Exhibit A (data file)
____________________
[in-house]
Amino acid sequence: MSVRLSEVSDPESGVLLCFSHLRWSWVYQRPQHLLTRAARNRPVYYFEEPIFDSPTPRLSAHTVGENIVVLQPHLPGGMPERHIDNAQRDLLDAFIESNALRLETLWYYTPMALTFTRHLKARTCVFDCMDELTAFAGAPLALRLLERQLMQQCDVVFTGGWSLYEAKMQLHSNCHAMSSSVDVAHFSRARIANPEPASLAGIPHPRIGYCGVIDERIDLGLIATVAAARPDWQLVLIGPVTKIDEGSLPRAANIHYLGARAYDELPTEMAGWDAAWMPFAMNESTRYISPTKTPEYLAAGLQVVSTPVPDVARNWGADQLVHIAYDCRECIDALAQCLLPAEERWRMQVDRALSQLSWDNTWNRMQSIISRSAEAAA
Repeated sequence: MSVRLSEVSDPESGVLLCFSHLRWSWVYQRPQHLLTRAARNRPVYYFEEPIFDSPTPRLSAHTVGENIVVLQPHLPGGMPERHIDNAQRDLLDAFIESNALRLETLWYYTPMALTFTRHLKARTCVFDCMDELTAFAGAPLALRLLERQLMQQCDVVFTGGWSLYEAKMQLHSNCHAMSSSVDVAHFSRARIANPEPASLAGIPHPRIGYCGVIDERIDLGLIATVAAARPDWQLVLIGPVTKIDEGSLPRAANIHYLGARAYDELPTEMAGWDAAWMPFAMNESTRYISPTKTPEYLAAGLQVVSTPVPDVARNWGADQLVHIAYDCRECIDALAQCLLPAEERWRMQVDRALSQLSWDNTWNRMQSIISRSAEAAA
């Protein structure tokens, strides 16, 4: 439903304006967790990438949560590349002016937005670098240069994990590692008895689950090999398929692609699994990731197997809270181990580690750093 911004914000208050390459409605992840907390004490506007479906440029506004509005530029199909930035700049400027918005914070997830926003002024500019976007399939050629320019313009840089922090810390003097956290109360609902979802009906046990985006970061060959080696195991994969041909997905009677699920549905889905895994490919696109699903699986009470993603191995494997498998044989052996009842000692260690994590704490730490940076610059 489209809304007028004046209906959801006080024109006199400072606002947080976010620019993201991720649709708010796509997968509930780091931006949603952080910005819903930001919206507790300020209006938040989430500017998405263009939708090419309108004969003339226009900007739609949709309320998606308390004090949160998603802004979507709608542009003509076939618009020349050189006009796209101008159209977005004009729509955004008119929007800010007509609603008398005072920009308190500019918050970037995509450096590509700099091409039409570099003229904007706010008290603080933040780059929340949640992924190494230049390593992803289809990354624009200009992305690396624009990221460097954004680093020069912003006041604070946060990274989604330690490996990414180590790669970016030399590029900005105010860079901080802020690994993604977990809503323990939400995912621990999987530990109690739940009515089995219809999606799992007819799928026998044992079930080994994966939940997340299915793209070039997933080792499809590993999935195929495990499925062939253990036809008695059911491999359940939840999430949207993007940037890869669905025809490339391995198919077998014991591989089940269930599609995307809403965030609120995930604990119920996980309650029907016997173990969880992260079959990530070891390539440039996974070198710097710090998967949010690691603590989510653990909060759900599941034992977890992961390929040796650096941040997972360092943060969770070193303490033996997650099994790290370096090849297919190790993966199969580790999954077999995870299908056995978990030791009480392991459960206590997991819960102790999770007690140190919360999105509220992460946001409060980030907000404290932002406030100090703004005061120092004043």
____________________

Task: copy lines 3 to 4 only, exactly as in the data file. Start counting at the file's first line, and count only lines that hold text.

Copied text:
Repeated sequence: MSVRLSEVSDPESGVLLCFSHLRWSWVYQRPQHLLTRAARNRPVYYFEEPIFDSPTPRLSAHTVGENIVVLQPHLPGGMPERHIDNAQRDLLDAFIESNALRLETLWYYTPMALTFTRHLKARTCVFDCMDELTAFAGAPLALRLLERQLMQQCDVVFTGGWSLYEAKMQLHSNCHAMSSSVDVAHFSRARIANPEPASLAGIPHPRIGYCGVIDERIDLGLIATVAAARPDWQLVLIGPVTKIDEGSLPRAANIHYLGARAYDELPTEMAGWDAAWMPFAMNESTRYISPTKTPEYLAAGLQVVSTPVPDVARNWGADQLVHIAYDCRECIDALAQCLLPAEERWRMQVDRALSQLSWDNTWNRMQSIISRSAEAAA
């Protein structure tokens, strides 16, 4: 439903304006967790990438949560590349002016937005670098240069994990590692008895689950090999398929692609699994990731197997809270181990580690750093 911004914000208050390459409605992840907390004490506007479906440029506004509005530029199909930035700049400027918005914070997830926003002024500019976007399939050629320019313009840089922090810390003097956290109360609902979802009906046990985006970061060959080696195991994969041909997905009677699920549905889905895994490919696109699903699986009470993603191995494997498998044989052996009842000692260690994590704490730490940076610059 489209809304007028004046209906959801006080024109006199400072606002947080976010620019993201991720649709708010796509997968509930780091931006949603952080910005819903930001919206507790300020209006938040989430500017998405263009939708090419309108004969003339226009900007739609949709309320998606308390004090949160998603802004979507709608542009003509076939618009020349050189006009796209101008159209977005004009729509955004008119929007800010007509609603008398005072920009308190500019918050970037995509450096590509700099091409039409570099003229904007706010008290603080933040780059929340949640992924190494230049390593992803289809990354624009200009992305690396624009990221460097954004680093020069912003006041604070946060990274989604330690490996990414180590790669970016030399590029900005105010860079901080802020690994993604977990809503323990939400995912621990999987530990109690739940009515089995219809999606799992007819799928026998044992079930080994994966939940997340299915793209070039997933080792499809590993999935195929495990499925062939253990036809008695059911491999359940939840999430949207993007940037890869669905025809490339391995198919077998014991591989089940269930599609995307809403965030609120995930604990119920996980309650029907016997173990969880992260079959990530070891390539440039996974070198710097710090998967949010690691603590989510653990909060759900599941034992977890992961390929040796650096941040997972360092943060969770070193303490033996997650099994790290370096090849297919190790993966199969580790999954077999995870299908056995978990030791009480392991459960206590997991819960102790999770007690140190919360999105509220992460946001409060980030907000404290932002406030100090703004005061120092004043």